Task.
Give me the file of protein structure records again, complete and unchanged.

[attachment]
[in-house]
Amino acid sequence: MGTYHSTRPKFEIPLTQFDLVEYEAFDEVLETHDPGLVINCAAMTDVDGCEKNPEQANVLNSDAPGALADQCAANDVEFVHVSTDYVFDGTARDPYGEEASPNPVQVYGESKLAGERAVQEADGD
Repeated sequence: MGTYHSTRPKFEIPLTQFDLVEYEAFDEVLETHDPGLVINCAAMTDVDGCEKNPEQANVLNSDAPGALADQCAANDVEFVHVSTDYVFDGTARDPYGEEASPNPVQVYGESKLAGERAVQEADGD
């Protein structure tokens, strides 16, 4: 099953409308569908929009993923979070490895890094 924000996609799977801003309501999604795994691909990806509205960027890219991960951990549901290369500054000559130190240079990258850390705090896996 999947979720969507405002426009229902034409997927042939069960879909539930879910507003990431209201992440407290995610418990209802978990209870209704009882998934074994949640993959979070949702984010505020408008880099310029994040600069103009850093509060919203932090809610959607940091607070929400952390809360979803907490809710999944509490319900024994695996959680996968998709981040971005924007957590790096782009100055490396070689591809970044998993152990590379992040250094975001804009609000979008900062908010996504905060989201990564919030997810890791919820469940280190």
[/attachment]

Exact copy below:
[in-house]
Amino acid sequence: MGTYHSTRPKFEIPLTQFDLVEYEAFDEVLETHDPGLVINCAAMTDVDGCEKNPEQANVLNSDAPGALADQCAANDVEFVHVSTDYVFDGTARDPYGEEASPNPVQVYGESKLAGERAVQEADGD
Repeated sequence: MGTYHSTRPKFEIPLTQFDLVEYEAFDEVLETHDPGLVINCAAMTDVDGCEKNPEQANVLNSDAPGALADQCAANDVEFVHVSTDYVFDGTARDPYGEEASPNPVQVYGESKLAGERAVQEADGD
């Protein structure tokens, strides 16, 4: 099953409308569908929009993923979070490895890094 924000996609799977801003309501999604795994691909990806509205960027890219991960951990549901290369500054000559130190240079990258850390705090896996 999947979720969507405002426009229902034409997927042939069960879909539930879910507003990431209201992440407290995610418990209802978990209870209704009882998934074994949640993959979070949702984010505020408008880099310029994040600069103009850093509060919203932090809610959607940091607070929400952390809360979803907490809710999944509490319900024994695996959680996968998709981040971005924007957590790096782009100055490396070689591809970044998993152990590379992040250094975001804009609000979008900062908010996504905060989201990564919030997810890791919820469940280190």